A new Ramsey County housing program hopes to reduce the area’s homelessness rates — while also saving the county money.
Earlier this month, Ramsey County and the city of St. Paul launched the Redirecting Users of Shelter to Housing, or RUSH, a new collaborative effort between the city, county and several foundations and service providers, including Catholic Charities, the St. Paul Foundation and the F.R. Bigelow Foundation. The effort targets the 100 most frequent users of the county’s emergency overnight shelters and aims to put them into permanent housing.
In 2015, the Wilder Foundation counted more than 1,700 homeless individuals in Ramsey County shelters on a single night — up 15 percent since a similar count three years before. And shelter providers say they expect the county’s homeless population to rise even further over the next decade, partially because many individuals who face chronic homelessness continue to have serious barriers to obtaining housing.
City and county officials say programs like RUSH are proving to be effective in moving that population into permanent housing — a move that ultimately saves the county money while also freeing up valuable emergency resources. “We continue to struggle, as cities across America are with homelessness, and we’re getting down into the fine detail now in terms of who’s on the streets, why they’re on the streets and how do we get them off of the streets,” said St. Paul Mayor Chris Coleman. “The most cost-effective solution is to get them into permanent housing.”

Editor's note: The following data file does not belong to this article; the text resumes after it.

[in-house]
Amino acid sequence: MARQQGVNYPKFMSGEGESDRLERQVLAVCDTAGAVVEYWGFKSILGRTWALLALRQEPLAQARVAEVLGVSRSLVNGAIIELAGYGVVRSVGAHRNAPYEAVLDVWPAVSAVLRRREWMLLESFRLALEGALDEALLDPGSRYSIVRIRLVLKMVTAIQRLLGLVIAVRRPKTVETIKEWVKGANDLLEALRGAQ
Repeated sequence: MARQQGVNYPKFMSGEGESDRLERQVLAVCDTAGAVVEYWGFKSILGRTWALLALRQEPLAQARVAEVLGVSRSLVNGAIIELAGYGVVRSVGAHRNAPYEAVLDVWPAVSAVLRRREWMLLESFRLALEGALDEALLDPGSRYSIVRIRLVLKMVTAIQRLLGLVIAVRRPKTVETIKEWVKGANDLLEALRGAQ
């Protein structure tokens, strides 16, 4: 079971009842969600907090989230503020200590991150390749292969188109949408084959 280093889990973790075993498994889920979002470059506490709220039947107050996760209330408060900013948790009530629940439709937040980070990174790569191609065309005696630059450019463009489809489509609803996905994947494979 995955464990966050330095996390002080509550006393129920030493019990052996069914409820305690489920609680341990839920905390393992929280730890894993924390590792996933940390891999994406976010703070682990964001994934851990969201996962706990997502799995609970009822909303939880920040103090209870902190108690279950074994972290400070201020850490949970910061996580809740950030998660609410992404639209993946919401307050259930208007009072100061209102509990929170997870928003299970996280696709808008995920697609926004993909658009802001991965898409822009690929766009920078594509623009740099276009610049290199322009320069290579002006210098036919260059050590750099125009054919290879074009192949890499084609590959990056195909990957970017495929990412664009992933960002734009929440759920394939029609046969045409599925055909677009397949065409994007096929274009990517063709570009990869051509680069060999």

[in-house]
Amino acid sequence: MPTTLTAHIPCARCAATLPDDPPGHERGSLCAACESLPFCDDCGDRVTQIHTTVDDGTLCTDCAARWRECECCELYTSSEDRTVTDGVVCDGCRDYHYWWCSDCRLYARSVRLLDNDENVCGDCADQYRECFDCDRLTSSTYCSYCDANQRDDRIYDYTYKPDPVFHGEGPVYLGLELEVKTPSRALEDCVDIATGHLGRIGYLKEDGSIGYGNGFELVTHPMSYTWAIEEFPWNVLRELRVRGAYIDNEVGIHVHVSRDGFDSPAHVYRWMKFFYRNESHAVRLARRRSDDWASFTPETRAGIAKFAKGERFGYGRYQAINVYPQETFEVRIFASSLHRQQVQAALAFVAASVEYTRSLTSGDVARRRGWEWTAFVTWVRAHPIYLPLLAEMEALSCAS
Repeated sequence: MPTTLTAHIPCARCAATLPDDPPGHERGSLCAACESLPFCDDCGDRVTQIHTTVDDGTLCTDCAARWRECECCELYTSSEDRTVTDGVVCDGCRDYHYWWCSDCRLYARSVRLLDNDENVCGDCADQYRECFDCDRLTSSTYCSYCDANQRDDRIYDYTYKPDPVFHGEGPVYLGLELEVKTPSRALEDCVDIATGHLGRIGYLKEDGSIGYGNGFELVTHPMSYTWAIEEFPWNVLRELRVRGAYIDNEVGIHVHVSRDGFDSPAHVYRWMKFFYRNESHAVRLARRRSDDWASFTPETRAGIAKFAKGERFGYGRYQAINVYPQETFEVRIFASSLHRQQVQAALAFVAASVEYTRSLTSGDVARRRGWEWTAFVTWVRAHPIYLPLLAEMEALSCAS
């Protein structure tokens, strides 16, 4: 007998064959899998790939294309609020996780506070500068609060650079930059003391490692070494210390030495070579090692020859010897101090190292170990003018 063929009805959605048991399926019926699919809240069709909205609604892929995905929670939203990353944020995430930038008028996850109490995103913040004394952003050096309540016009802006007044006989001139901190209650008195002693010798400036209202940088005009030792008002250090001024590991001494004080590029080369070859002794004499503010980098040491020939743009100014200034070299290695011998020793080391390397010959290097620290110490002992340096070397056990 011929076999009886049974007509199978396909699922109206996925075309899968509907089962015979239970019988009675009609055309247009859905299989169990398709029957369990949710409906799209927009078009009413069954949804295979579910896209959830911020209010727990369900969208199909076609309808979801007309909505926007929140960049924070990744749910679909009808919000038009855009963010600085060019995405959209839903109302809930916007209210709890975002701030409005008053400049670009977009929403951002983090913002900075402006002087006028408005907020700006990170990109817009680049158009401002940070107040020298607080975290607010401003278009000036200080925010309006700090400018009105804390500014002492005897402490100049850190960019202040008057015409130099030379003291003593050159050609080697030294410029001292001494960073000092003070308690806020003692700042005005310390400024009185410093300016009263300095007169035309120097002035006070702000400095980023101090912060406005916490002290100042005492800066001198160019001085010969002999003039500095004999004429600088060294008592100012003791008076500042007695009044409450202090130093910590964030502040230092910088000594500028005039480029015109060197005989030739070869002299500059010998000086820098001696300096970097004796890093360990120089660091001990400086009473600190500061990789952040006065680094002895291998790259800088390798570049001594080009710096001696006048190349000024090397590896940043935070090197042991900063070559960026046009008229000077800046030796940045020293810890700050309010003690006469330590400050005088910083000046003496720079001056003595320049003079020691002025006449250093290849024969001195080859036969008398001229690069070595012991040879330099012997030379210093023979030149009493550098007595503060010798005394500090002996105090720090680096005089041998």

A decline in ER visits, arrests and shelter use
The RUSH initiative isn’t a new model, said Ramsey County Commissioner Jim McDonough. The program is modeled after a similar two-year effort by Hennepin County back in 2012, he said.
That program, called Top 51, which also targeted the county’s highest users of emergency shelters, was successful at getting 79 previously chronically homeless individuals into permanent housing. The result was a 76 percent decline in emergency room visits and a 41 percent decline in ambulance runs for those individuals during the year they were in housing. Arrests for those individuals also dropped 43 percent since the beginning of the pilot, and shelter use dropped to zero.